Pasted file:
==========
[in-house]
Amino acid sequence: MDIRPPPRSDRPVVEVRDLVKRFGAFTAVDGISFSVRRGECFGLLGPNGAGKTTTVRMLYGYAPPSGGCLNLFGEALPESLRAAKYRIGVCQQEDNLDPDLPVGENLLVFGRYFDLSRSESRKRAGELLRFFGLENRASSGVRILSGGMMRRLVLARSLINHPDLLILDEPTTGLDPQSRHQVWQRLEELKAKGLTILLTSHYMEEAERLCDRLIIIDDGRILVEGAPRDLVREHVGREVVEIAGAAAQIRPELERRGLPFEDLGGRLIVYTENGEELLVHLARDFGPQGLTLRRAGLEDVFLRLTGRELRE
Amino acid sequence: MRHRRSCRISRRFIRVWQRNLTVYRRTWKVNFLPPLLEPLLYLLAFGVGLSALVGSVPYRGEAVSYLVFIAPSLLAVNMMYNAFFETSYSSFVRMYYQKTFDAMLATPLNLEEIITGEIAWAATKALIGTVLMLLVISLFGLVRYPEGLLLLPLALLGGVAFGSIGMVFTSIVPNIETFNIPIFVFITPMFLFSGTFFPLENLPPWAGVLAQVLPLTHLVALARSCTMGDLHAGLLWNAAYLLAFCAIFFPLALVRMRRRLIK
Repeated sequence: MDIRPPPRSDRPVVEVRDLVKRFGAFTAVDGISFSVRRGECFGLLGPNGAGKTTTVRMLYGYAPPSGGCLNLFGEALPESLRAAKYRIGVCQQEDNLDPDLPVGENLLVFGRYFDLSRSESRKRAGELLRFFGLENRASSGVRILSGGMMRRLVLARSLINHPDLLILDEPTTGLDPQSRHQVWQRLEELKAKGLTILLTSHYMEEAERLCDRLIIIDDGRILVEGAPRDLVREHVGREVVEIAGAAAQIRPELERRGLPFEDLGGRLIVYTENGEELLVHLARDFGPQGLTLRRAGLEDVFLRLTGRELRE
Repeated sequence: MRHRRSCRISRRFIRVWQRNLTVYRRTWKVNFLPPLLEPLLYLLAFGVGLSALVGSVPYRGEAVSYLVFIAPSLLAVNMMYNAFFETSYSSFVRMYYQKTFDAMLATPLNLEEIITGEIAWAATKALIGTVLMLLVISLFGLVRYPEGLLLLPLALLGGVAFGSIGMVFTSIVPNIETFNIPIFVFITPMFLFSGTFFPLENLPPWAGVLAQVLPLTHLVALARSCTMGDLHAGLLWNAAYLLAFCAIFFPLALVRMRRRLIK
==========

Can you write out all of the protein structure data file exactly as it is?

[in-house]
Amino acid sequence: MDIRPPPRSDRPVVEVRDLVKRFGAFTAVDGISFSVRRGECFGLLGPNGAGKTTTVRMLYGYAPPSGGCLNLFGEALPESLRAAKYRIGVCQQEDNLDPDLPVGENLLVFGRYFDLSRSESRKRAGELLRFFGLENRASSGVRILSGGMMRRLVLARSLINHPDLLILDEPTTGLDPQSRHQVWQRLEELKAKGLTILLTSHYMEEAERLCDRLIIIDDGRILVEGAPRDLVREHVGREVVEIAGAAAQIRPELERRGLPFEDLGGRLIVYTENGEELLVHLARDFGPQGLTLRRAGLEDVFLRLTGRELRE
Amino acid sequence: MRHRRSCRISRRFIRVWQRNLTVYRRTWKVNFLPPLLEPLLYLLAFGVGLSALVGSVPYRGEAVSYLVFIAPSLLAVNMMYNAFFETSYSSFVRMYYQKTFDAMLATPLNLEEIITGEIAWAATKALIGTVLMLLVISLFGLVRYPEGLLLLPLALLGGVAFGSIGMVFTSIVPNIETFNIPIFVFITPMFLFSGTFFPLENLPPWAGVLAQVLPLTHLVALARSCTMGDLHAGLLWNAAYLLAFCAIFFPLALVRMRRRLIK
Repeated sequence: MDIRPPPRSDRPVVEVRDLVKRFGAFTAVDGISFSVRRGECFGLLGPNGAGKTTTVRMLYGYAPPSGGCLNLFGEALPESLRAAKYRIGVCQQEDNLDPDLPVGENLLVFGRYFDLSRSESRKRAGELLRFFGLENRASSGVRILSGGMMRRLVLARSLINHPDLLILDEPTTGLDPQSRHQVWQRLEELKAKGLTILLTSHYMEEAERLCDRLIIIDDGRILVEGAPRDLVREHVGREVVEIAGAAAQIRPELERRGLPFEDLGGRLIVYTENGEELLVHLARDFGPQGLTLRRAGLEDVFLRLTGRELRE
Repeated sequence: MRHRRSCRISRRFIRVWQRNLTVYRRTWKVNFLPPLLEPLLYLLAFGVGLSALVGSVPYRGEAVSYLVFIAPSLLAVNMMYNAFFETSYSSFVRMYYQKTFDAMLATPLNLEEIITGEIAWAATKALIGTVLMLLVISLFGLVRYPEGLLLLPLALLGGVAFGSIGMVFTSIVPNIETFNIPIFVFITPMFLFSGTFFPLENLPPWAGVLAQVLPLTHLVALARSCTMGDLHAGLLWNAAYLLAFCAIFFPLALVRMRRRLIK